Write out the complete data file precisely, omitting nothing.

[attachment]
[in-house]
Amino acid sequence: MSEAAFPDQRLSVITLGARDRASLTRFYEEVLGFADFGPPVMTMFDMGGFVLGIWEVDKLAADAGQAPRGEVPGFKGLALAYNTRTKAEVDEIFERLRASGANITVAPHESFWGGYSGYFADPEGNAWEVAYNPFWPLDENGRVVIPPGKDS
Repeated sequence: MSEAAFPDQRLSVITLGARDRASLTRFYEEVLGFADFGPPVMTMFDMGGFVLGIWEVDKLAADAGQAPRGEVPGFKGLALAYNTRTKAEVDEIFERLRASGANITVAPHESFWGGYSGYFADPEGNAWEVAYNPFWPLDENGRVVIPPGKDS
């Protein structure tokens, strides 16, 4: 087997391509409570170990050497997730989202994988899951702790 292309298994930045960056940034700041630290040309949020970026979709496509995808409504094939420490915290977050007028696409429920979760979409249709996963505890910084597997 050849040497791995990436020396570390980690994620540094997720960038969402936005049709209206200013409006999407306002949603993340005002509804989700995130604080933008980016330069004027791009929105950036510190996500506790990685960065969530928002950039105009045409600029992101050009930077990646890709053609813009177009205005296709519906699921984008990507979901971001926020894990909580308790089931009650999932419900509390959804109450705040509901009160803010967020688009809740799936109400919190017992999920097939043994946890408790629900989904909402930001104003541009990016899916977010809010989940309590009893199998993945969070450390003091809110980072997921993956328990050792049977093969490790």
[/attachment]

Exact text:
[in-house]
Amino acid sequence: MSEAAFPDQRLSVITLGARDRASLTRFYEEVLGFADFGPPVMTMFDMGGFVLGIWEVDKLAADAGQAPRGEVPGFKGLALAYNTRTKAEVDEIFERLRASGANITVAPHESFWGGYSGYFADPEGNAWEVAYNPFWPLDENGRVVIPPGKDS
Repeated sequence: MSEAAFPDQRLSVITLGARDRASLTRFYEEVLGFADFGPPVMTMFDMGGFVLGIWEVDKLAADAGQAPRGEVPGFKGLALAYNTRTKAEVDEIFERLRASGANITVAPHESFWGGYSGYFADPEGNAWEVAYNPFWPLDENGRVVIPPGKDS
């Protein structure tokens, strides 16, 4: 087997391509409570170990050497997730989202994988899951702790 292309298994930045960056940034700041630290040309949020970026979709496509995808409504094939420490915290977050007028696409429920979760979409249709996963505890910084597997 050849040497791995990436020396570390980690994620540094997720960038969402936005049709209206200013409006999407306002949603993340005002509804989700995130604080933008980016330069004027791009929105950036510190996500506790990685960065969530928002950039105009045409600029992101050009930077990646890709053609813009177009205005296709519906699921984008990507979901971001926020894990909580308790089931009650999932419900509390959804109450705040509901009160803010967020688009809740799936109400919190017992999920097939043994946890408790629900989904909402930001104003541009990016899916977010809010989940309590009893199998993945969070450390003091809110980072997921993956328990050792049977093969490790």